New FCC chairman Tom Wheeler may have stepped in it with his insistence to open up for comment a rule that would make it possible for consumers to use their cellphones in airplanes. So far the rule, which squeaked by in a 3-2 vote party-line vote Thursday afternoon during the commission's monthly meeting, has given him nothing but trouble.
The issue has engulfed the chairman's first 40 days in his position, detracting from his overarching agenda to usher in the next network revolution. Even a favorable deal with the wireless cellphone companies to make it easier for consumers to unlock their phones and change providers when contracts expire, took a backseat to the controversy over whether consumers should be allowed to use their phones in flight.
Not only do consumers hate the rule, believing it would disrupt their peace and quiet in the air, but it may have also cost Wheeler some much needed political capital with one of his fellow Democratic commissioners.
In a stunning statement, commissioner Jessica Rosenworcel did everything but vote against the rulemaking. It was very clear she never wanted the rule to become an item for the FCC in the first place (perhaps believing the FCC had much more important matters to attend to.) Whatever her motives, Rosenworcel did not mince words.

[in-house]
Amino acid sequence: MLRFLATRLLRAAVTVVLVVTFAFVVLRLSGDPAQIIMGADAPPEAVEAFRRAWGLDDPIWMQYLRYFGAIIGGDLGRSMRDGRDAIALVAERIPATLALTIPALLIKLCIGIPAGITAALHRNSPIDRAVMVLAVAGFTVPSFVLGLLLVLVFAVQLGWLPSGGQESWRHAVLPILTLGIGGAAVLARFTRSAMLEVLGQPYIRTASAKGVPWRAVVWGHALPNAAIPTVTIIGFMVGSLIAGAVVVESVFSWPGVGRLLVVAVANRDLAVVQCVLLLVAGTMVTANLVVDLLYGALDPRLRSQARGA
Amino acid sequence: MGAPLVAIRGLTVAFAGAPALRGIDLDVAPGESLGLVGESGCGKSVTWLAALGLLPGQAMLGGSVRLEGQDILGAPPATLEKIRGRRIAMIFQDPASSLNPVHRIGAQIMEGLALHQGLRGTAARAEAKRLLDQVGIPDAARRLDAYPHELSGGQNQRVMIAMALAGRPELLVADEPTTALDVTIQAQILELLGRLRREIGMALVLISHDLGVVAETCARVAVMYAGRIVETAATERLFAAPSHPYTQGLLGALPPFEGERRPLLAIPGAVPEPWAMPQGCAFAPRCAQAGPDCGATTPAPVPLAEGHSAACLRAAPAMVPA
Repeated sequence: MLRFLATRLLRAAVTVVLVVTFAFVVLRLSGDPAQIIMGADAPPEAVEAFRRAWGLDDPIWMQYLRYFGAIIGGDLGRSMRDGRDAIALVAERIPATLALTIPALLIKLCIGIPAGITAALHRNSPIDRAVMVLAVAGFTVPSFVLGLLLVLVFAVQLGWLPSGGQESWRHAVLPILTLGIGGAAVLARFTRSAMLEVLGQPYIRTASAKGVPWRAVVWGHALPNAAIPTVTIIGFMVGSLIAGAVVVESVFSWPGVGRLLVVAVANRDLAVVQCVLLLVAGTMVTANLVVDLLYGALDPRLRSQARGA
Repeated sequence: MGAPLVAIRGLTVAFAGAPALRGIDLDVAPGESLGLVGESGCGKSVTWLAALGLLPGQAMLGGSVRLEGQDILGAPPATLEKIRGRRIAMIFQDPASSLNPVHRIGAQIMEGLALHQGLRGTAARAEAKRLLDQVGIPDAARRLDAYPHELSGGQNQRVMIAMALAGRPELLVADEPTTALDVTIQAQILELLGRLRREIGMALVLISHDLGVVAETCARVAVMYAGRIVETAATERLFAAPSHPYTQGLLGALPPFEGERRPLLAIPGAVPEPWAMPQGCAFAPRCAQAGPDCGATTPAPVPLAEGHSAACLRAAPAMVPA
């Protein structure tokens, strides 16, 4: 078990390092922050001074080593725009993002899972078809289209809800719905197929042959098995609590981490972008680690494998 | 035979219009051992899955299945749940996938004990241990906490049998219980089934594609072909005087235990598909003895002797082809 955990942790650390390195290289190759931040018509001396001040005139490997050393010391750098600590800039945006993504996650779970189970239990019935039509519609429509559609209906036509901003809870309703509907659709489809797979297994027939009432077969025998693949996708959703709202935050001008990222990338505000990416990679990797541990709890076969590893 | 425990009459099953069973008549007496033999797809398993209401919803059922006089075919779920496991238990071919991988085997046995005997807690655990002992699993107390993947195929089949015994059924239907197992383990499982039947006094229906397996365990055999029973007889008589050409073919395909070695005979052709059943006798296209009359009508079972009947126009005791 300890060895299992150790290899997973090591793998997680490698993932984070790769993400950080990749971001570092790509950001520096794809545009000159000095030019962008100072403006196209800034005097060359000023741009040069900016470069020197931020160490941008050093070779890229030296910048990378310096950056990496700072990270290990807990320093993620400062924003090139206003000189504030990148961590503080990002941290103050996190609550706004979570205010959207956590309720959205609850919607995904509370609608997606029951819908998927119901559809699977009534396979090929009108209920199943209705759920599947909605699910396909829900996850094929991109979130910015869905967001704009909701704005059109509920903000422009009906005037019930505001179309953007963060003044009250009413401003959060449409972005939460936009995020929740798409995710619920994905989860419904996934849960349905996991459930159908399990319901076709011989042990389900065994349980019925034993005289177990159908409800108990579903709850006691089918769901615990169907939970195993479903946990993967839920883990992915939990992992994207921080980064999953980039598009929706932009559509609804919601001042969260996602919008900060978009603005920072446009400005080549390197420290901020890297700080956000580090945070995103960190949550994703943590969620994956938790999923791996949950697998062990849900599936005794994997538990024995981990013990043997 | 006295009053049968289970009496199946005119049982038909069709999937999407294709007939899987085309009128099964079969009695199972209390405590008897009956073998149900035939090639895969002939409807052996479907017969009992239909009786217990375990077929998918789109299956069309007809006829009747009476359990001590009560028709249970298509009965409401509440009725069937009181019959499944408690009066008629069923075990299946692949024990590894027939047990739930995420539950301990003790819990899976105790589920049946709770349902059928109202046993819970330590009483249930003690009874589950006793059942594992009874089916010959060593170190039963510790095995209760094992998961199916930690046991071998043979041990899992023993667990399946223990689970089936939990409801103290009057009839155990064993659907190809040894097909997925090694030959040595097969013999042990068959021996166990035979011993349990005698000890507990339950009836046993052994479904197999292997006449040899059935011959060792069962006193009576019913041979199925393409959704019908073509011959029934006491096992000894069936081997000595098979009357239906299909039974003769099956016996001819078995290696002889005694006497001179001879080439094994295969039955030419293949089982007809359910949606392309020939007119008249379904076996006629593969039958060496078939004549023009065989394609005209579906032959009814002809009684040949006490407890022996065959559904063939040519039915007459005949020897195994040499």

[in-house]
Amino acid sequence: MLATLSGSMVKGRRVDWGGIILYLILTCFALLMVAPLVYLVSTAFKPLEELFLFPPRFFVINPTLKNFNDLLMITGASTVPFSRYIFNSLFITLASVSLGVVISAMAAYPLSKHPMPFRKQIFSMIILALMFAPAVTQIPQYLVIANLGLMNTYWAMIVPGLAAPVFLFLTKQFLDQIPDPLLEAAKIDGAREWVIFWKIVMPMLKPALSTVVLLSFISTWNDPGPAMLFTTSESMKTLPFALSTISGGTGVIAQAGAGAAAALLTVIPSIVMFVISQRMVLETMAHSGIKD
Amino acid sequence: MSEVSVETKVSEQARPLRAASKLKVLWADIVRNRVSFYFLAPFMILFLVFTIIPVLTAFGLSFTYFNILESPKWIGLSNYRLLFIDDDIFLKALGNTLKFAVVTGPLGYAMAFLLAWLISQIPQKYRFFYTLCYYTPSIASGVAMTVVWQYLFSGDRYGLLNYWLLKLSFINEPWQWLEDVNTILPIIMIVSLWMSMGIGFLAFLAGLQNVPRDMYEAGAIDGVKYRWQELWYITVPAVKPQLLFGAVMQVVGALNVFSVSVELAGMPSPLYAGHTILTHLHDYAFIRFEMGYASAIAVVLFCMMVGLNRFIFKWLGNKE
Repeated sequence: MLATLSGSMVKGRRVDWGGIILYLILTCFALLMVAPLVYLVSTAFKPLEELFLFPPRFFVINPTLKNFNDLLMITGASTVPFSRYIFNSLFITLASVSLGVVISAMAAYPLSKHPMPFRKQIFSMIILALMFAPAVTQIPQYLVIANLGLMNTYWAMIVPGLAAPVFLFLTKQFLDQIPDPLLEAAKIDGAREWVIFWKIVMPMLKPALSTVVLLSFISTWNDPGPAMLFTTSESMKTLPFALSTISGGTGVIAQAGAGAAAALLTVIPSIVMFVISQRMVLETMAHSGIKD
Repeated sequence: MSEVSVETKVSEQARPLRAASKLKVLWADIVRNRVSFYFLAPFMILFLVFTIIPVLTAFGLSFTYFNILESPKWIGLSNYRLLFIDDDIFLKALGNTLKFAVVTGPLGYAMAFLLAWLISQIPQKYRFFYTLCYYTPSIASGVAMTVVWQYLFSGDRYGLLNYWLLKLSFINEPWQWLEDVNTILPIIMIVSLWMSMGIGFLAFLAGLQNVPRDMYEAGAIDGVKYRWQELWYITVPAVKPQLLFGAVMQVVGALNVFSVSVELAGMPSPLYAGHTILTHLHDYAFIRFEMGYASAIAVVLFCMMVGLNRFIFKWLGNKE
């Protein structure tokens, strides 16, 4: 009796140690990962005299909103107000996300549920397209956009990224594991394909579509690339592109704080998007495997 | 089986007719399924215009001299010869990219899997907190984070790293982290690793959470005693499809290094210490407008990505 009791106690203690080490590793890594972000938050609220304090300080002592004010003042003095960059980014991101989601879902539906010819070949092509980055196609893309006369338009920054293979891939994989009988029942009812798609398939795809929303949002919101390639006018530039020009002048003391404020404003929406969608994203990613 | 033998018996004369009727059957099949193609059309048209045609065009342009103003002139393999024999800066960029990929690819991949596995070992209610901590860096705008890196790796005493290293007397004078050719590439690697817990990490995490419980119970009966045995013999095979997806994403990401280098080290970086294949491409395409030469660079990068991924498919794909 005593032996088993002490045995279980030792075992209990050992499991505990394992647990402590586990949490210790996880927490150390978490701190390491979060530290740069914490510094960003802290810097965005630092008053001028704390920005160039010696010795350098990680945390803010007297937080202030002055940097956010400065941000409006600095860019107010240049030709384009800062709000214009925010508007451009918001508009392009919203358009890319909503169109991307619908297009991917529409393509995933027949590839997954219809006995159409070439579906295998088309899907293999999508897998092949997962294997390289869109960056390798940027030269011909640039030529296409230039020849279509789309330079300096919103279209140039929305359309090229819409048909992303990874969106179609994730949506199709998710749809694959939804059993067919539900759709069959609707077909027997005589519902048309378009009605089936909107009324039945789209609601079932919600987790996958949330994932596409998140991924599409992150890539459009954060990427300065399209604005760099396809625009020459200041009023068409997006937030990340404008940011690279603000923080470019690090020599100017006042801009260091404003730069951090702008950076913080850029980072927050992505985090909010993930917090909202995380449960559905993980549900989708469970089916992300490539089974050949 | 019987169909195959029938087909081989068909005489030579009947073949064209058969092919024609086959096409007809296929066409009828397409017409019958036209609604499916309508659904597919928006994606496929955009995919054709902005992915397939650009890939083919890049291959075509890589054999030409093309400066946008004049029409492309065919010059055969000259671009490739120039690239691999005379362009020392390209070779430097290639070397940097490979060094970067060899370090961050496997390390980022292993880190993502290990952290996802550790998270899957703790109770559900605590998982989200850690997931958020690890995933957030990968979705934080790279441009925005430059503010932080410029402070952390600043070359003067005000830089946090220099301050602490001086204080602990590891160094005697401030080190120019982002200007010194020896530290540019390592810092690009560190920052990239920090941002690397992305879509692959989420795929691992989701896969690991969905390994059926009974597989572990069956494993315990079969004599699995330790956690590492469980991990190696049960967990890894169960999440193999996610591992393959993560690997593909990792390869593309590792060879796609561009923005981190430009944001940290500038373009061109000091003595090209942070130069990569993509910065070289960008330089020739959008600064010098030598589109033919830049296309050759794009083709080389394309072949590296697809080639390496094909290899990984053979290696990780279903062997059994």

"I do not like this proceeding. Because I believe as public servants we have a duty to look beyond these four walls and ask ourselves if our actions do, in fact, serve the public. When it comes to authorizing voice calls on planes, I think the answer is a resounding no. We are not just technicians," Rosenworcel said during the Thursday afternoon proceeding.
Rosenworcel's remarks surprised observers, who expected her to vote in favor of the item, which she did, along with her Democratic colleague, former acting chairwoman Mignon Clyburn. But it also sent a clear message to Wheeler that he may have a little fence-mending to do.
Since he proposed allowing cellphone calls in the air, it's been nothing but trouble for Wheeler. But rather than back down, he just keeps defending it, explaining that it's all about the technology, but still punting the ultimate policy decisions to the FAA and the individual airlines.
"We are not the Federal Courtesy Commission," Wheeler said.
If it weren't for the fight over cellphone use on airplanes, Wheeler might have started off his tenure at the FCC as a friend of the consumer. Instead, he looks more like a referee in "a cage match at 30,000 feet," to borrow a phrase from Rep. Greg Walen (R-Ore.).